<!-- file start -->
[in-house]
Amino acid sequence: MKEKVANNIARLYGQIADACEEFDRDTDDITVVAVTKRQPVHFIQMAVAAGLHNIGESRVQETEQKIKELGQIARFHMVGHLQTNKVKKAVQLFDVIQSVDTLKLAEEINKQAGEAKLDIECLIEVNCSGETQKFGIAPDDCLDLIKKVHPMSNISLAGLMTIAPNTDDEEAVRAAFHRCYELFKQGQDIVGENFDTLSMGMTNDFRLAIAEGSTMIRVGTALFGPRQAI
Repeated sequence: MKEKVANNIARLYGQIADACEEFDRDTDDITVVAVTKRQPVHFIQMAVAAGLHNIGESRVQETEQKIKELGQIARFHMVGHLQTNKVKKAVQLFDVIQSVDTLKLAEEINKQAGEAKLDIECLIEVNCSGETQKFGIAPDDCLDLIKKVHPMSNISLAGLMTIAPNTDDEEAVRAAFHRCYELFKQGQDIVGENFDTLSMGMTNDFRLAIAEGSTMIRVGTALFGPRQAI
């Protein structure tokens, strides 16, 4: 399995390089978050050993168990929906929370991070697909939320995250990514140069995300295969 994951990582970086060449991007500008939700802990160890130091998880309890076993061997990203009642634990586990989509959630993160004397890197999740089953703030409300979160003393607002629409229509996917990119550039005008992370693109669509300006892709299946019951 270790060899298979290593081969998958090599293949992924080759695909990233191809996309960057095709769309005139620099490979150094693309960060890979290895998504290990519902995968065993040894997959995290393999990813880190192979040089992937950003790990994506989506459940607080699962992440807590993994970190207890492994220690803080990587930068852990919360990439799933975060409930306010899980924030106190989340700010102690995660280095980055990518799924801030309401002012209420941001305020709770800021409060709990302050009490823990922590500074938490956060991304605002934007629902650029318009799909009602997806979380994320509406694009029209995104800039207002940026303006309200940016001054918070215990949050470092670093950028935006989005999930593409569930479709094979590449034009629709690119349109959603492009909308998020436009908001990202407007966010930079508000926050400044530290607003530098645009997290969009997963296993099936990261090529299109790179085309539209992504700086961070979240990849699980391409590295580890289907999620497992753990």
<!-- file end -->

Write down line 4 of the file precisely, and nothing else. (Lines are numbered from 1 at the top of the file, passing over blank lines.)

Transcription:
């Protein structure tokens, strides 16, 4: 399995390089978050050993168990929906929370991070697909939320995250990514140069995300295969 994951990582970086060449991007500008939700802990160890130091998880309890076993061997990203009642634990586990989509959630993160004397890197999740089953703030409300979160003393607002629409229509996917990119550039005008992370693109669509300006892709299946019951 270790060899298979290593081969998958090599293949992924080759695909990233191809996309960057095709769309005139620099490979150094693309960060890979290895998504290990519902995968065993040894997959995290393999990813880190192979040089992937950003790990994506989506459940607080699962992440807590993994970190207890492994220690803080990587930068852990919360990439799933975060409930306010899980924030106190989340700010102690995660280095980055990518799924801030309401002012209420941001305020709770800021409060709990302050009490823990922590500074938490956060991304605002934007629902650029318009799909009602997806979380994320509406694009029209995104800039207002940026303006309200940016001054918070215990949050470092670093950028935006989005999930593409569930479709094979590449034009629709690119349109959603492009909308998020436009908001990202407007966010930079508000926050400044530290607003530098645009997290969009997963296993099936990261090529299109790179085309539209992504700086961070979240990849699980391409590295580890289907999620497992753990």